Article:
Bishops walk in protest at unfulfilled Millennium Goals
MORE THAN 650 Anglican archbishops and bishops from around the world, including Church of Ireland bishops led by their primate, Archbishop Alan Harper, and their spouses, took part in a walk through London yesterday to put pressure on world leaders to fulfil Millennium Development Goals which are already behind schedule, writes Patsy McGarry,Religious Affairs Correspondent.
Also among the estimated 1,500 taking part were the Catholic primate of England and Wales, Cardinal Cormac Murphy O'Connor; Britain's chief rabbi, Sir Jonathan Sacks; Sir Iqbal Sacranie, Dr Indarjit Singh, and other senior representatives of Muslim and Sikh organisations.
The walk, which began at Whitehall in central London, concluded with a rally at Lambeth Palace, where it was joined by the British prime minister, Gordon Brown.
Mr Brown was handed a letter by the Archbishop of Canterbury and titular head of the worldwide Anglican Communion, Dr Rowan Williams.
In it the archbishop pointed out that most of the Millennium Development Goals, agreed by global leaders in 2000 to halve poverty by 2015, will not, as things stand, be fulfilled by this deadline, and risk never being achieved at all. But he welcomed efforts by the British government, and Mr Brown in particular, in giving a lead where tackling global poverty and inequality was concerned and in raising awareness of the need to accelerate progress towards delivering the goals.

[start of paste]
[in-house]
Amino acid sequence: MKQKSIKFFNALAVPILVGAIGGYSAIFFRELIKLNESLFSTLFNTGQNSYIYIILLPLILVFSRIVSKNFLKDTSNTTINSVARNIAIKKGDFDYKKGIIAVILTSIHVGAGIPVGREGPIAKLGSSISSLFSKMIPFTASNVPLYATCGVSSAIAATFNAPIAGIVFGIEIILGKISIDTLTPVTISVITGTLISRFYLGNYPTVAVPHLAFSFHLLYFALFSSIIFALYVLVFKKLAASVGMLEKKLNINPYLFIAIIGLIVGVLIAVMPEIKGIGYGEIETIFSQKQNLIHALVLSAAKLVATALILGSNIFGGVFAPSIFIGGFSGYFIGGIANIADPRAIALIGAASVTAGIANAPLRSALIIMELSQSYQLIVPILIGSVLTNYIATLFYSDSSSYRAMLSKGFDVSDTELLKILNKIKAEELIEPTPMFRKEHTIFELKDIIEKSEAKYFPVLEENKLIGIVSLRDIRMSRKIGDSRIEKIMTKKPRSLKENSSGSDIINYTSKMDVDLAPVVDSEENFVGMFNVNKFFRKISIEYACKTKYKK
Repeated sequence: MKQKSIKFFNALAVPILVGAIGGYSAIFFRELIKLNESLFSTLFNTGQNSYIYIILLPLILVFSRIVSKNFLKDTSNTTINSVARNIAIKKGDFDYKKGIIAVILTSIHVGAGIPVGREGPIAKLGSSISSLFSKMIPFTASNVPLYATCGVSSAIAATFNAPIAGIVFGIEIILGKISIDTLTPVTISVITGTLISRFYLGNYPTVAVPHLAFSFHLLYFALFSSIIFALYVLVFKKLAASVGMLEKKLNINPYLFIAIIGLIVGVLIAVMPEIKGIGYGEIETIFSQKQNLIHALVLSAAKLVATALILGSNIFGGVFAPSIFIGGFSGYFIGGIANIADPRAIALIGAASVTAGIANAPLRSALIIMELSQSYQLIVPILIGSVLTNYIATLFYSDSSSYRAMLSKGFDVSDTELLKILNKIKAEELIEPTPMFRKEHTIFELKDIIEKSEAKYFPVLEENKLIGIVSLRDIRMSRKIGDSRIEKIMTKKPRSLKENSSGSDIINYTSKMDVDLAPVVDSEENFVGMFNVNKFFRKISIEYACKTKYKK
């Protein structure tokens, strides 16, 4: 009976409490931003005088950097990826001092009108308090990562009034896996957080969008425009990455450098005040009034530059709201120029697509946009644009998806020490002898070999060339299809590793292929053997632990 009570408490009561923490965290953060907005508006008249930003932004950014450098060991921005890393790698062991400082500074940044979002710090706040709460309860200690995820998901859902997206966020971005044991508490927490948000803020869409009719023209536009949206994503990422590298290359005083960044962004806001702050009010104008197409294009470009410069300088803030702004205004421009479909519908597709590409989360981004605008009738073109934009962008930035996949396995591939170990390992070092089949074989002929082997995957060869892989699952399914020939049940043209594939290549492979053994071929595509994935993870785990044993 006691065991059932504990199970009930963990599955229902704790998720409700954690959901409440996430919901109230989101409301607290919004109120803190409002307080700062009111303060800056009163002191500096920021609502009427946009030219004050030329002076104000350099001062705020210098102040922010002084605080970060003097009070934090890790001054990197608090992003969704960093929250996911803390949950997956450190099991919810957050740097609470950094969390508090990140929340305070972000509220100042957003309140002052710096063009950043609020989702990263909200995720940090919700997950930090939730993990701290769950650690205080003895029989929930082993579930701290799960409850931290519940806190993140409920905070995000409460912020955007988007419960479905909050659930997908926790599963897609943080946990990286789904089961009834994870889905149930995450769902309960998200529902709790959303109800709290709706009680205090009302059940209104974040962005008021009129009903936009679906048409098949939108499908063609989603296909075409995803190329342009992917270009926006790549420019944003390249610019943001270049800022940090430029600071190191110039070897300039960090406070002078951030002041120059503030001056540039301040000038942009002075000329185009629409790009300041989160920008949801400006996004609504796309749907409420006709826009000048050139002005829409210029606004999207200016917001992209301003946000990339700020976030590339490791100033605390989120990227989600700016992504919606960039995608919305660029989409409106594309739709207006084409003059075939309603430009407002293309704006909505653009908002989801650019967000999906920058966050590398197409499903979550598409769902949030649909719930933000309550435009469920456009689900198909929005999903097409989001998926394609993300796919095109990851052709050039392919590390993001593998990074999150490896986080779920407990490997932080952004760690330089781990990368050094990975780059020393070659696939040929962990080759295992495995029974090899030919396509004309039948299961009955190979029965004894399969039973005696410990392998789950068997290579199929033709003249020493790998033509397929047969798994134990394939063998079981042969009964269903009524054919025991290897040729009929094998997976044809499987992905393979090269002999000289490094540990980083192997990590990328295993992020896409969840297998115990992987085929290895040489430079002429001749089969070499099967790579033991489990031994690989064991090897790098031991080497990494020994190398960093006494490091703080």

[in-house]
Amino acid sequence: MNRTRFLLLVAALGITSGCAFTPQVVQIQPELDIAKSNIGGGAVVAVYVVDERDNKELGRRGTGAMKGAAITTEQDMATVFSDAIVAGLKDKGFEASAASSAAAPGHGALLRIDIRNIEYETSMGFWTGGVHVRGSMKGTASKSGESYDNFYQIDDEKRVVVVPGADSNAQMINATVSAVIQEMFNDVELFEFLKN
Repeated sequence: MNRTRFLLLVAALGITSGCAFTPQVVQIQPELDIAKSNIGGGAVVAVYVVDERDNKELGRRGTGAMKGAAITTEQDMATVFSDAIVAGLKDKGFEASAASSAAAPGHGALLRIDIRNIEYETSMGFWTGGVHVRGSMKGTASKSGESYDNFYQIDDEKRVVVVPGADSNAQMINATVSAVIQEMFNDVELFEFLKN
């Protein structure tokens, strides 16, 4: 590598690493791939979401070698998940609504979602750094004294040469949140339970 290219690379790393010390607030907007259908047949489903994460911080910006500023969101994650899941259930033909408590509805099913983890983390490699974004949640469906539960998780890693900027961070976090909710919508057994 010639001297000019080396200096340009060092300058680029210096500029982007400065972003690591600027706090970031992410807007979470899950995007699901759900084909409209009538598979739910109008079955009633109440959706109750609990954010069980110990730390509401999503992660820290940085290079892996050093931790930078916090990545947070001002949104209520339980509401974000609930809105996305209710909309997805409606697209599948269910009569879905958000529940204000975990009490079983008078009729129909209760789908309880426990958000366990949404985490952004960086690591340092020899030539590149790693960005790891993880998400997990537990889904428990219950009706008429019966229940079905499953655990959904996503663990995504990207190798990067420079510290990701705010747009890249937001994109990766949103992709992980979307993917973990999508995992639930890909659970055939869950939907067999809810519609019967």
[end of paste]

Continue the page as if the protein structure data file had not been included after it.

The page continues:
The archbishop also urged world leaders to invest in and strengthen their partnership with the church worldwide, so that its extensive delivery network for education and health care, along with those of other faiths, was fully utilised in the eradication of extreme poverty.
The walk and rally was organised in partnership with Micah Challenge, an international movement working to engage the church worldwide in speaking out about global poverty and the development goals.
Dr Williams described the event as "a poignant public act of commitment by the Anglican Communion and other faith groups to continue to put pressure on those who have the power and resources to help end extreme poverty across the globe".
It was about pledging, as a church, "to play our part in continuing to develop lasting solutions", he said. It was also a walk where they were in step with those who know at first hand the impact that the unfair distribution of the world's resources can have on daily living and life opportunities, he added.
Later yesterday the Anglican archbishops and bishops attended a garden party at Buckingham Palace, hosted by Queen Elizabeth, to coincide with the continuing Lambeth Conference.